Procurement: What factors are important when choosing a supplier?

January 23th, 2020
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When it comes to choosing suppliers, procurement departments rely on a number of qualitative, quantitative, subjective and objective criteria. Since 1991, Weber & Al. have identified three main criteria: price, delivery and quality. However, what other factors do today's procurement departments take into account when choosing suppliers, alongside these essential criteria? Procurious, a network created by and for procurement and supply chain professionals, was particularly interested in this topic, and asked procurement decision-makers about it directly. Two key factors were highlighted during the interviews: commitment and cultural fit.

Factor no. 1 for procurement departments: Commitment

Commitment is a factor that can really make a supplier stand out. This involves being a valuable partner who understands, shares and works to overcome any challenges that their customer might be experiencing.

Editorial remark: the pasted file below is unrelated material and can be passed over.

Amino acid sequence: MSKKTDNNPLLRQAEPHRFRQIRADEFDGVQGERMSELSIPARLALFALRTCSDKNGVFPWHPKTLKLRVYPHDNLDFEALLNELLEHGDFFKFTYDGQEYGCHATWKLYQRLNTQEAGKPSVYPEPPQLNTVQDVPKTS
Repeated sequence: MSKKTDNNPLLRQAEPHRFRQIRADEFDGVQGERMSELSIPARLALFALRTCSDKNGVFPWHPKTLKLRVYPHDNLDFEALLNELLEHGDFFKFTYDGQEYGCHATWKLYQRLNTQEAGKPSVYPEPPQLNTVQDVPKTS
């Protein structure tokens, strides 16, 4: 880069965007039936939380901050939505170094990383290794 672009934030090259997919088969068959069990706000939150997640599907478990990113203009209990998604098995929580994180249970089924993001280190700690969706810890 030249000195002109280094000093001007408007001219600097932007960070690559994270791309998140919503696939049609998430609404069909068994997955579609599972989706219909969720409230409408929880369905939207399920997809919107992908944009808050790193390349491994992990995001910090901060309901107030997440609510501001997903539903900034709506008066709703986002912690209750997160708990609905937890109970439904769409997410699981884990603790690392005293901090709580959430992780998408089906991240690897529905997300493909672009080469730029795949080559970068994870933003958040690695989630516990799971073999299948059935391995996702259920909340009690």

Chris Cliffe, Director of CJC Procurement, explains this clearly: "For me, the most important thing is relationship fit and you measure that through kind of the intangibles but ultimately, is that supplier engaged in the outcomes that you need from that procurement project and from that contract? If they're engaged in delivering with you and achieving that outcome, that sets them apart from those that are just trying to sell you stuff". 

Factor no. 2 for procurement departments: Cultural fit

Cultural fit means that each entity aligns themselves with the other company's business culture and shares certain values. This makes it easier for them to understand each other and therefore work better together.

Lucy Bunting, Head of Procurement instantly said, "Cultural fit and partnership, and my reasoning behind that is again, I've seen some phenomenal suppliers out there that are incredibly innovative. But actually, if the business is not in a position where they're happy to take on board that risk, it's never going to work". 

Gemma Bell, Head of Purchasing at L'Oréal, added: "I would say that there are lines to your organisation's culture, values and fit so that you're working with an organisation where you can build a long-term partnership". 

Finally, the idea of a relationship hides behind these two factors. As identified in management consulting firm Bain & Company's pyramid of values, aimed at procurement departmentscompanies see these relationship factors as a way to optimise the business relationship. Commitment and cultural fit boost confidence and aid understanding, respectively, ensuring that there is a solid base on which to build a partnership.

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